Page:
Engineering E. coli for Magnetic Control and the Spatial Localization of Functions
datasetposted on 2020-10-08, 19:46 authored by Mary Aubry, Wei-An Wang, Yohan Guyodo, Eugénia Delacou, Jean-Michel Guigner, Olivier Espeli, Alice Lebreton, François Guyot, Zoher Gueroui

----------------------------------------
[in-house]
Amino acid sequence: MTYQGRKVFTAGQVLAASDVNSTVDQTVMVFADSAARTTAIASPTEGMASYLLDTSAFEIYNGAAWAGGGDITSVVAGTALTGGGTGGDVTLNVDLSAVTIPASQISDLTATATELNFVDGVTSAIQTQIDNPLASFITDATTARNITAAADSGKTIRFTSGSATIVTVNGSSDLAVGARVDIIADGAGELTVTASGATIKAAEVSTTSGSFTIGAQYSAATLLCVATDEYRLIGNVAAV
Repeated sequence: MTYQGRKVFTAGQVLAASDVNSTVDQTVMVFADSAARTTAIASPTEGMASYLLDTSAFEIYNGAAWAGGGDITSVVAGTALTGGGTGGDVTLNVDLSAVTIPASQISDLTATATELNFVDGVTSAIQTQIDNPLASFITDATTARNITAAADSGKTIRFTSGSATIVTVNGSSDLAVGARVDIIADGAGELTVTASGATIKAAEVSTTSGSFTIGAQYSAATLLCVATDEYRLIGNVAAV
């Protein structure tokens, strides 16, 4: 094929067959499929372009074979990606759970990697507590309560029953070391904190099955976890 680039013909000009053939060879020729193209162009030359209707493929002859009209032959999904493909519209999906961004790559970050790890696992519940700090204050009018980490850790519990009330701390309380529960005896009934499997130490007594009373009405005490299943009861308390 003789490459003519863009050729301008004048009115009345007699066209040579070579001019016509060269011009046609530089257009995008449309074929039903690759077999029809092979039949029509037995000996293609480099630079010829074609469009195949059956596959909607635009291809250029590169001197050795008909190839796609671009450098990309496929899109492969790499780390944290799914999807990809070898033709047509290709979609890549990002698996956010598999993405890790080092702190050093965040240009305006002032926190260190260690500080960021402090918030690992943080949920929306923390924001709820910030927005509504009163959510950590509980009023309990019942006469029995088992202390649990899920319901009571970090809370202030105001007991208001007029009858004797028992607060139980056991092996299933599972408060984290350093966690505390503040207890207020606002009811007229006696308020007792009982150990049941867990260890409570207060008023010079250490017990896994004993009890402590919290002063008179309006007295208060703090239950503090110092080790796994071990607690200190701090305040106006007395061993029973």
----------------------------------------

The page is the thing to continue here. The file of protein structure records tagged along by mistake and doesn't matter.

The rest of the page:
The fast-developing field of synthetic biology enables broad applications of programmed microorganisms including the development of whole-cell biosensors, delivery vehicles for therapeutics, or diagnostic agents. However, the lack of spatial control required for localizing microbial functions could limit their use and induce their dilution leading to ineffective action or dissemination. To overcome this limitation, the integration of magnetic properties into living systems enables a contact-less and orthogonal method for spatiotemporal control. Here, we generated a magnetic-sensing Escherichia coli by driving the formation of iron-rich bodies into bacteria. We found that these bacteria could be spatially controlled by magnetic forces and sustained cell growth and division, by transmitting asymmetrically their magnetic properties to one daughter cell. We combined the spatial control of bacteria with genetically encoded-adhesion properties to achieve the magnetic capture of specific target bacteria as well as the spatial modulation of human cell invasions.